Maurizio Pollini – Brahms’s Piano Concerto No.1 – Staatskapelle Dresden/Thielemann [Deutsche Grammophon]

0 of 5 stars

Brahms
Piano Concerto No.1 in D minor, Op.15

Maurizio Pollini (piano)

Staatskapelle Dresden
Christian Thielemann

Recorded June 2011 in Semperoper, Dresden


Reviewed by: Colin Anderson

Reviewed: November 2011
CD No: DG 477 9882
Duration: 46 minutes

Maurizio Pollini has recorded Brahms’s First Piano Concerto twice before, first with Karl Böhm conducting the Vienna Philharmonic, then with Claudio Abbado in Berlin, and now with Christian Thielemann at the Dresden helm – and all for the ‘yellow label’ that is Deutsche Grammophon.

Recorded live, the opening of this titanic work is suitably fiery, with timpani, horns and woodwinds to the fore, trills chiselled. There are though some momentary ‘comings and goings’ in the sound (from two minutes in for about thirty seconds – almost as if this recording emanates not from within the hall but was taken as a radio broadcast; and there are some faint eddies elsewhere). Pollini responds to the vivid orchestral introduction with an aristocratic flourish and a welcome directness of utterance. This refreshingly rigorous account, but one not without feeling, finds Pollini shapely without exaggeration and virtuoso while avoiding flashiness; he concentrates on line and structure, the music classically contoured and romantically rousing, and vibrantly complemented by the great Dresden orchestra under a conductor who appreciates the past glories of this music; here is clarity, weight (superb double basses) and excitement rolled into one. The eloquent Adagio (here with a distinct forward current) is deeply-felt without mawkishness; Pollini’s nobility and inwardness, and Thielemann and the Dresdeners’ expressive entreaties, bring us a hallowed experience. The finale has impulse without becoming a speed trial, offering a dignified counterpart to the opening movement, a spacious and substantial summing up. Antiphonal violins open-out the fugal writing.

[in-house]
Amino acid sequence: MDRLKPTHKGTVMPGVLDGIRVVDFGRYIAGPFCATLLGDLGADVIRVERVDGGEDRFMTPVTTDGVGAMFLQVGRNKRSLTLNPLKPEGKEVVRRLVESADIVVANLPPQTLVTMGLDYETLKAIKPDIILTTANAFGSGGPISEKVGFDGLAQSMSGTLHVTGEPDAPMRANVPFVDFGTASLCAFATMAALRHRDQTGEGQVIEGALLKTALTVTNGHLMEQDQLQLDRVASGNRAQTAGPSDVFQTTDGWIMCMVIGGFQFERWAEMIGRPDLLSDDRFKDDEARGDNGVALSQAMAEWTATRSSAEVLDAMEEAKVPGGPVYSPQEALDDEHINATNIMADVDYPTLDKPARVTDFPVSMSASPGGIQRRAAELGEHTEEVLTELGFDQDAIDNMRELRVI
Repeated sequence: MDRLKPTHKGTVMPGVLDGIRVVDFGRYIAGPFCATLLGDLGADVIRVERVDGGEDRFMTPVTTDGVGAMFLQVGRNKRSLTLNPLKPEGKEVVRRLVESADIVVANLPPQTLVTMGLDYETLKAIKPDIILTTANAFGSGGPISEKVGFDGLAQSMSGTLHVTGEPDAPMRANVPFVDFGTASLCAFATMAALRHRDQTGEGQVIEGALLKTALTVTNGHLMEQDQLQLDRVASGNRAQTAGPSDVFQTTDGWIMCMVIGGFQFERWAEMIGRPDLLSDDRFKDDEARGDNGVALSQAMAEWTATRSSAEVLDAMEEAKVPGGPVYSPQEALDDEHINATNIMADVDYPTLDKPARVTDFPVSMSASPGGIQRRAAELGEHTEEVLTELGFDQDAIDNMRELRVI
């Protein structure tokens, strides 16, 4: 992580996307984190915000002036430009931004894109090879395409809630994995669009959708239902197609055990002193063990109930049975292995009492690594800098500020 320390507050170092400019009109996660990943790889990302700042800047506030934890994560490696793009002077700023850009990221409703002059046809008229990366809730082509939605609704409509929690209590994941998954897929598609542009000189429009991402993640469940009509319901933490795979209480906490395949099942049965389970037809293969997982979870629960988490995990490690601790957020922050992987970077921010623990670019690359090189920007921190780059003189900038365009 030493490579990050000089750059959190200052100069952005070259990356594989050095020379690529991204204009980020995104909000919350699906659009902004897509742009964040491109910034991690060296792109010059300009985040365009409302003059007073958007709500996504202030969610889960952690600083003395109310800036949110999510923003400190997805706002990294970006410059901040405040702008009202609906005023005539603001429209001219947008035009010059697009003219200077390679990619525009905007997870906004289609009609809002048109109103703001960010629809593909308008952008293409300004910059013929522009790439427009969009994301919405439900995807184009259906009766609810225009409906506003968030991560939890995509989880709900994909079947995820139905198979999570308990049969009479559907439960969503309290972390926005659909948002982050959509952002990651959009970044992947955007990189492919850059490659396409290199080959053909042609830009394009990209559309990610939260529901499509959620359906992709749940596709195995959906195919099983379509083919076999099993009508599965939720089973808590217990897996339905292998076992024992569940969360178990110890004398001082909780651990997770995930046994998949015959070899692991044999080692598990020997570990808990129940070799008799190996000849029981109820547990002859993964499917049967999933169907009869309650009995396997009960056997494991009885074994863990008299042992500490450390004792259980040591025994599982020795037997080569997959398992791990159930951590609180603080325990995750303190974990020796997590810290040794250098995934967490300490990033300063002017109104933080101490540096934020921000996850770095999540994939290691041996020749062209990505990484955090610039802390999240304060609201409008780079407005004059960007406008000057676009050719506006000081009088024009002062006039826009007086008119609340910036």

This is a sovereign performance, openly and airily recorded, a certain dryness aiding clarity; Pollini is captured closely with the orchestra well in the frame, too, Thielemann intent on partnership rather than accompaniment. There is much to thrill and move here in an account that avoids stasis and sensationalism, and which seems a genuine one-off caught on the wing. Applause is excised.

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